On Friday morning (Feb. 1), Empire actor Jussie Smollett spoke out for the first time after he was reportedly attacked by two masked individuals hurling racial and homophobic slurs at him in Chicago.
The actor gave his first public statement about the attack to Essence, assuring his fans and the public at large that he is recovering from the incident. “Let me start by saying that I’m ok,” Smollett said. “My body is strong but my soul is stronger.”
Smollett shared his gratitude for the many people who shared their support for him and spoke out on his behalf, saying that the support has been extremely helpful for him. “More importantly I want to say thank you,” he said. “The outpouring of love and support from my village has meant more than I will ever be able to truly put into words.”
According to police, Smollett claims he was approached by two individuals early Tuesday morning after he left a Subway restaurant in Chicago. He said his attackers yelled slurs at him, poured a yet-identified liquid on him, tied a noose around his neck and beat him before running away. The actor admitted himself to Northwestern Hospital and contacted authorities.
Recent statements from the police said that the investigating officers had asked Smollett to turn over his phone after the actor said he was on the phone with his manager at the time. According to the statement, Smollett refused, leading some online to question the actor’s claims about the assault.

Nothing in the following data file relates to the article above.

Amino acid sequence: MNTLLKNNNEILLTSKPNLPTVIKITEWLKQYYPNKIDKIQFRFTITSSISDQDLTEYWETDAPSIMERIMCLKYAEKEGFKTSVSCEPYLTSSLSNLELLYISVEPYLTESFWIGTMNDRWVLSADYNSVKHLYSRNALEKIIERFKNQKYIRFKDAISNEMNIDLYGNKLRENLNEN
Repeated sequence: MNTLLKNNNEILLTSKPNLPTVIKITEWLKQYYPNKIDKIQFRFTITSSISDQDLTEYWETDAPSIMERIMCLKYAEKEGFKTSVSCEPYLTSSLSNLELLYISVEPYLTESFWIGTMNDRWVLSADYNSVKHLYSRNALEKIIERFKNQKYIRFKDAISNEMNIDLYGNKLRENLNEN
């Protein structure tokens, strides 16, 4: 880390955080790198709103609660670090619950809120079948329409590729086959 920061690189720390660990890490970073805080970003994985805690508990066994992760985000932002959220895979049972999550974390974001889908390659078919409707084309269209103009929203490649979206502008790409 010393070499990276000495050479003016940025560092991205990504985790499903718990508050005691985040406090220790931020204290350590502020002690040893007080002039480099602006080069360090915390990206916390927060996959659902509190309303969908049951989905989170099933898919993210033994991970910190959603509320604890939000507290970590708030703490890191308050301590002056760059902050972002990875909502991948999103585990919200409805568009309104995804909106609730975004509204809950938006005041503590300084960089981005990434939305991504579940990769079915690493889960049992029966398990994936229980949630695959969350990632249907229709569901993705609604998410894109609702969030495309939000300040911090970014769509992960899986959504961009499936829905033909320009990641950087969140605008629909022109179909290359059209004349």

Smollett, however, said in his statement that despite what conclusions some are jumping to, he is working with the police to find his attackers. “I am working with authorities and have been 100% factual and consistent on every level,” he said. “Despite my frustrations and deep concern with certain inaccuracies and misrepresentations that have been spread, I still believe that justice will be served.”
The actor’s statement comes one day after his family released a joint statement of support for Smollett, saying that the attack was a hate crime. “These targeted hate crimes are happening to our sisters, brothers and our gender non-conforming siblings, many who reside within the intersection of multiple identities, on a monthly, weekly, and sometimes even daily basis all across our country,” they wrote. “Oftentimes ending fatally, these are inhumane acts of domestic terrorism and they should be treated as such.”
Smollett ended his statement saying that we would have more to say after taking the necessary time to process his emotions. “Most importantly, during times of trauma, grief and pain, there is still a responsibility to lead with love,” he said. “It’s all I know. And that can’t be kicked out of me.”